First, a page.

Their new church  is dedicated to Saint Francis, who – as the patron saint of animals (and also a big fan of Peace) – has always held a special place in my heart.    I was sort of touched by this statue in the courtyard garden behind the church.   I’ve often seen Saint Francis portrayed with animals, but never in the company of a wolf.

I also spent a lot of time enjoying this particular stained glass window, with its depictions of so many of my favorite bird species (as well as some irises and foxglove!).  Don’t worry, I stayed after mass to take the photo.  Just because I don’t share all the beliefs of the congregants doesn’t mean I’m inconsiderate enough to disrespect their traditions of worship.  Since one of the church’s brick columns occluded some of my view of the traditional activities on the altar, I felt a little less self-conscious about applying my attention to the lovely windows as I let my mind wander through some prayers and meditations on behalf of some friends who’ve been on my mind a lot this spring.  And this one was beautiful enough to want to share with all of you.

I’m probably wrong, but doesn’t that one bird look like a dodo?


I also realized anew just how uncomfortable the set-up in a Catholic church can be.  I realize the pews are close together so they can maximize attendance, and my bum and I have long ago made our peace with the hard wooden benches.   Like the kneeling, I’ve always assumed the discomfort was a sacrifice one made to help focus reflection on Christ’s own suffering on everyone’s behalf.   But what bothered my middle-aged feet this time was the near-impossibility of finding a way to stand comfortably flat on one’s feet around the hinges and feet of the kneeler benches.


Ugh.  I suppose it’s still whiny to mention since we’re comparing it against actual crucifixion, but what would interrupt one’s reflections and meditations more than the yelp of pain that accompanies a fellow congregant’s foot cramps?  I suppose, though, that it just blends in with all the other sounds that echo about; the kneelers banging, the little ones’ discomforts, coughs and sneezes, the occasional snore.   Is it just me, or is flatulence almost impossibly funnier in church?  At least hearing that in this case meant the music had stopped.  : ) Remember the idea of comfort and joy.  I’ve begun to suspect that the specs church builders use were/are based on people from years ago, who were generally much smaller in stature.


Where the Holy Days fully redeem themselves in my eyes, however, is the part where we leave church and gather with more of our family to enjoy one another’s company and celebrate Life with much laughter and fellowship and great food and a little wine, and some card-playing (for jellybeans) and more laughs.   That’s what the rest of the day was about for us, as we welcomed sisters, brothers, aunts, uncles and cousins to Mom and Dad’s place for a wonderful Easter celebration and buffet.  I think it’s pretty clear from our photo, but just in case, let me assure you:  we had a great time.


All too quickly, the day had fled and with it, the weekend.   I’m happy to say that Mom and I did get a chance to give the new gardens a proper prowl in the cold sunshine before I left on Monday morning.   There’s plenty of exciting things growing there, many of which we were able to identify from their early season leaves, not the least of which are a great many violets!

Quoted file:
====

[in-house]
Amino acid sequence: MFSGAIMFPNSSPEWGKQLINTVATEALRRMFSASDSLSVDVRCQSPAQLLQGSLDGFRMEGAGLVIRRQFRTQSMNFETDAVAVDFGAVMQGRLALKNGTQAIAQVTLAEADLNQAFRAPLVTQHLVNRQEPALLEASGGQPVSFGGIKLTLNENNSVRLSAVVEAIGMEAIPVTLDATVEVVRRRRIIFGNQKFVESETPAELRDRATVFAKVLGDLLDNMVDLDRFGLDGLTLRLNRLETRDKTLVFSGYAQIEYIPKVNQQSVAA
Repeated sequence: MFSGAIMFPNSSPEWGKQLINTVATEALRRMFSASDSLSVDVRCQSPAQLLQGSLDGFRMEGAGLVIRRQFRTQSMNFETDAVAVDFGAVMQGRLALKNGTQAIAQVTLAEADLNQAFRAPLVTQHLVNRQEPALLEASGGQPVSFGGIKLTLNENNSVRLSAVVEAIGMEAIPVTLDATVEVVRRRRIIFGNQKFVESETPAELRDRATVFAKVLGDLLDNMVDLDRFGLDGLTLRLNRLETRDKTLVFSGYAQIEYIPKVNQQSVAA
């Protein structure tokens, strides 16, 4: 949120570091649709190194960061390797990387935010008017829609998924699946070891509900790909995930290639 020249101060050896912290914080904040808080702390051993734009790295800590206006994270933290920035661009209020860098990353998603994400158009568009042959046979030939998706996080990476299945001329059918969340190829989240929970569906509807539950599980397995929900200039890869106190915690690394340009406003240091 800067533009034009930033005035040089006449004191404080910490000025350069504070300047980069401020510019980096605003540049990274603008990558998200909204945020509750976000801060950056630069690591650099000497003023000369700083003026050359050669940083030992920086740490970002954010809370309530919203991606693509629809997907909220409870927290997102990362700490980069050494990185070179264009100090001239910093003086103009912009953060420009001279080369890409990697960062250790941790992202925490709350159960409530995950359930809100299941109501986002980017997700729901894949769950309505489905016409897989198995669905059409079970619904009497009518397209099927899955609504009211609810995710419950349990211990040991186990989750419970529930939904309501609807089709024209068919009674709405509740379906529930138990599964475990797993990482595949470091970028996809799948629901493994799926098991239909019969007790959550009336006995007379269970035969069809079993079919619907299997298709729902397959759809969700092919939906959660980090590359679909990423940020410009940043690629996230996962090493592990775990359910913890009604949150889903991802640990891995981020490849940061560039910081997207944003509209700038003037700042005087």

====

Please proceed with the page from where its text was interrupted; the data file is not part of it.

No matter how you chose to celebrate the weekend – in church or around the table or in the garden or at a beach or on a mountainside, with family, or with a family of friends, or both – I hope that you had as wonderful a time as we did.


Happy Easter, Blessed Passover, and/or Joyous Spring to each of you!


Comments on: "Easter Weekend" (6)

  1. I have the Milk DVD sitting unopened on my shelf. I will watch it when the great end-of-semester crunch is over. I’m looking forward to seeing it.

    Your Easter looks lovely! Flowers and stained glass windows; just the thing for the Easter mood. Your dodo bird looks more like a goose to me, although not quite a goose either. A cross between a goose and a pelican? That would be a strange hybrid.

    St. Francis has always been one of my favorites from church history. Indeed, make me an instrument of thy Peace.

  2. i haven’t been in church since 1996 or 1997 when i went to my friend’s funeral. i remembered the old rituals and words and was able to follow along as i had as a kid. the difference was that i expected to be struck down by lightning for being a pagan in a catholic church.

    i watched a documentary years ago that had been done by pbs about harvey milk and the events around his assassination. they interviewed many of his friends and people who’d worked on his election. i cried with them feeling their grief come through as palpable as they felt it shortly after his death.

  3. birdoparadise said:

    What a glorious celebration of the new life that is present in spring! Each of us raised in a church comes to that moment of decision about whether we are fed or left hungry. It does you no good to stay where you are not fed.

    I left the church for more than a decade before I stepped back inside. But it is not in the building that I find God. He is in nature most often for me; and as I look for good in people, I also find God. Thank you for this lovely meditation that has me thinking far beyond these words.

  4. It sounds like you found or created a fine celebration of all the important things: family, community, nature, beauty, human frailty in all its comical pain, reverence and gratitude. Love the expression “the business of Life”.

    And yay for a St Francis hanging out with a wolf. I imagine the other animals had pressing engagements elsewhere when he showed up, but you know how I feel about wolves.

  5. Great post. Milk was certainly a great movie. We had postponed seeing it also, knowing the ending.
    One of the nicest compliments I received from my son lately had been his appreciation of the way I handled religion during his upbringing – being very open to all of them, or to none of them, and making he and his sister familiar with their choices. It was nice to hear.

  6. I miss the big family get-togethers for the holidays. These days we have cousins who have their own new families with their own new traditions. Glad that you had a great weekend and weren’t pulled over for driving while “intoxicated” from the purple hyacinths! ;-)